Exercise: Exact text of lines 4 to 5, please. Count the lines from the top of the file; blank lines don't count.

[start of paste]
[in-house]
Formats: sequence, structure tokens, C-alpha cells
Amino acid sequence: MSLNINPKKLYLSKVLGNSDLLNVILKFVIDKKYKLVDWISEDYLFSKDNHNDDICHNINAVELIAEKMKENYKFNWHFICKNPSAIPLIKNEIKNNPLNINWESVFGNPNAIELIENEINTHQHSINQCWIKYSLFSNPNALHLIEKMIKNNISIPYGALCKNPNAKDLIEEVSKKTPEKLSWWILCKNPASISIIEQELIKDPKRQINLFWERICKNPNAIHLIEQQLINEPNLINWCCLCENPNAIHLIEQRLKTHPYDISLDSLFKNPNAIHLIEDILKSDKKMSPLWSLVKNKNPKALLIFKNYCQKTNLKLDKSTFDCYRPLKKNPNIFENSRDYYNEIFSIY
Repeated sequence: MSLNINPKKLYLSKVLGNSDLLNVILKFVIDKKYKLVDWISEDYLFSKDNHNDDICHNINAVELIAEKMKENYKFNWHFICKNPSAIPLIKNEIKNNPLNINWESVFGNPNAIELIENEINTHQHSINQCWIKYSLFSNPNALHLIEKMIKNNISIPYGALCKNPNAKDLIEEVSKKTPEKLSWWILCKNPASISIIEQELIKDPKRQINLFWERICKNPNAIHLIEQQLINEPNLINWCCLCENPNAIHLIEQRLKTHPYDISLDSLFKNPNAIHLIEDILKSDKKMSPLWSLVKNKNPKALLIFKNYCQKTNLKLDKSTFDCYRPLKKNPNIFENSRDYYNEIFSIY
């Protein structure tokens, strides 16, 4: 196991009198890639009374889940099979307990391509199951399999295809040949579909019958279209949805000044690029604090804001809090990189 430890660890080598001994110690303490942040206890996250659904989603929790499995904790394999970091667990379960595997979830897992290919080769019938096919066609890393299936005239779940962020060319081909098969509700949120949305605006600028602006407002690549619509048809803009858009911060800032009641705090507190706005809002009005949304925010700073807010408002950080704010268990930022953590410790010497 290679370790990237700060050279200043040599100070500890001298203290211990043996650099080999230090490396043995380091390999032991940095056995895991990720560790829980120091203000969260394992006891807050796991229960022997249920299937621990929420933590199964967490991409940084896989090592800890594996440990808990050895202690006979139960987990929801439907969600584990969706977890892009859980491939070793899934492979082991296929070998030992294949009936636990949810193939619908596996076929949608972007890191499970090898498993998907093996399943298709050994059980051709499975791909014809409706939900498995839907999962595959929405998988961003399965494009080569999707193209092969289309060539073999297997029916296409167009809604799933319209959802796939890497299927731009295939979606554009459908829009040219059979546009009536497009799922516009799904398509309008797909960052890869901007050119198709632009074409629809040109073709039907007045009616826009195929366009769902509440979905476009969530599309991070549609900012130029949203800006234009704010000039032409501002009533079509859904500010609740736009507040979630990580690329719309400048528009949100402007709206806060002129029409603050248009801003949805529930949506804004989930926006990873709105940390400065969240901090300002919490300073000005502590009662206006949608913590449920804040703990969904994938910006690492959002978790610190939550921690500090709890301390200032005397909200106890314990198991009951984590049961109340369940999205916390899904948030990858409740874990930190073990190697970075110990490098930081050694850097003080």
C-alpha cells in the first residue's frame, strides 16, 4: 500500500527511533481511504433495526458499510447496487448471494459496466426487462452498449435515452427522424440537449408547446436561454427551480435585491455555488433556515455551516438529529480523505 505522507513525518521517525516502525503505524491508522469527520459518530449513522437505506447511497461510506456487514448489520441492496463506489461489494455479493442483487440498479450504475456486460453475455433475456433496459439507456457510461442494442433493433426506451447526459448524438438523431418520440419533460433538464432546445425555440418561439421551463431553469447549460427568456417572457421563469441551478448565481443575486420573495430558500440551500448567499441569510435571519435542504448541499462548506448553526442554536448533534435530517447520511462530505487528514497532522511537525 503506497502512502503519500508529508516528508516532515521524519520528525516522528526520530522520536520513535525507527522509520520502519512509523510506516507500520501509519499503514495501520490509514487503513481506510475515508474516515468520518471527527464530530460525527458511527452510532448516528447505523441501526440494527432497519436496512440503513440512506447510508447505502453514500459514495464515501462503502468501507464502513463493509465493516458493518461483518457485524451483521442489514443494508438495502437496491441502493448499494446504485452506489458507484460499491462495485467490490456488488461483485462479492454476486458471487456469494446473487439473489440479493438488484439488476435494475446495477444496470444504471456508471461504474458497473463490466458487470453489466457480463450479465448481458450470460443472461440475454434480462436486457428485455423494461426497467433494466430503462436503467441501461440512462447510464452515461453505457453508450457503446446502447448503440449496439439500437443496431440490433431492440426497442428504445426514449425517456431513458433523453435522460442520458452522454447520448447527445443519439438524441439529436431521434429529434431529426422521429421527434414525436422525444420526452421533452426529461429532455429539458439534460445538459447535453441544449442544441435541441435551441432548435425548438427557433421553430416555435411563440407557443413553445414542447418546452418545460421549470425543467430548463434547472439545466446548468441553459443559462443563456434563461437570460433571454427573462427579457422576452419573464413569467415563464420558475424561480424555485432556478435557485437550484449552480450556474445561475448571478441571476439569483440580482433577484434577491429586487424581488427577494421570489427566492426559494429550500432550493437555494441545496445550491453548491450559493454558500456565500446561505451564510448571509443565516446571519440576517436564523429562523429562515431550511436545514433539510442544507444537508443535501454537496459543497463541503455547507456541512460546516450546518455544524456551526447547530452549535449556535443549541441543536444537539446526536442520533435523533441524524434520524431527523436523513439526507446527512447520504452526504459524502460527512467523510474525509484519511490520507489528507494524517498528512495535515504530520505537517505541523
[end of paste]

Repeated sequence: MSLNINPKKLYLSKVLGNSDLLNVILKFVIDKKYKLVDWISEDYLFSKDNHNDDICHNINAVELIAEKMKENYKFNWHFICKNPSAIPLIKNEIKNNPLNINWESVFGNPNAIELIENEINTHQHSINQCWIKYSLFSNPNALHLIEKMIKNNISIPYGALCKNPNAKDLIEEVSKKTPEKLSWWILCKNPASISIIEQELIKDPKRQINLFWERICKNPNAIHLIEQQLINEPNLINWCCLCENPNAIHLIEQRLKTHPYDISLDSLFKNPNAIHLIEDILKSDKKMSPLWSLVKNKNPKALLIFKNYCQKTNLKLDKSTFDCYRPLKKNPNIFENSRDYYNEIFSIY
């Protein structure tokens, strides 16, 4: 196991009198890639009374889940099979307990391509199951399999295809040949579909019958279209949805000044690029604090804001809090990189 430890660890080598001994110690303490942040206890996250659904989603929790499995904790394999970091667990379960595997979830897992290919080769019938096919066609890393299936005239779940962020060319081909098969509700949120949305605006600028602006407002690549619509048809803009858009911060800032009641705090507190706005809002009005949304925010700073807010408002950080704010268990930022953590410790010497 290679370790990237700060050279200043040599100070500890001298203290211990043996650099080999230090490396043995380091390999032991940095056995895991990720560790829980120091203000969260394992006891807050796991229960022997249920299937621990929420933590199964967490991409940084896989090592800890594996440990808990050895202690006979139960987990929801439907969600584990969706977890892009859980491939070793899934492979082991296929070998030992294949009936636990949810193939619908596996076929949608972007890191499970090898498993998907093996399943298709050994059980051709499975791909014809409706939900498995839907999962595959929405998988961003399965494009080569999707193209092969289309060539073999297997029916296409167009809604799933319209959802796939890497299927731009295939979606554009459908829009040219059979546009009536497009799922516009799904398509309008797909960052890869901007050119198709632009074409629809040109073709039907007045009616826009195929366009769902509440979905476009969530599309991070549609900012130029949203800006234009704010000039032409501002009533079509859904500010609740736009507040979630990580690329719309400048528009949100402007709206806060002129029409603050248009801003949805529930949506804004989930926006990873709105940390400065969240901090300002919490300073000005502590009662206006949608913590449920804040703990969904994938910006690492959002978790610190939550921690500090709890301390200032005397909200106890314990198991009951984590049961109340369940999205916390899904948030990858409740874990930190073990190697970075110990490098930081050694850097003080």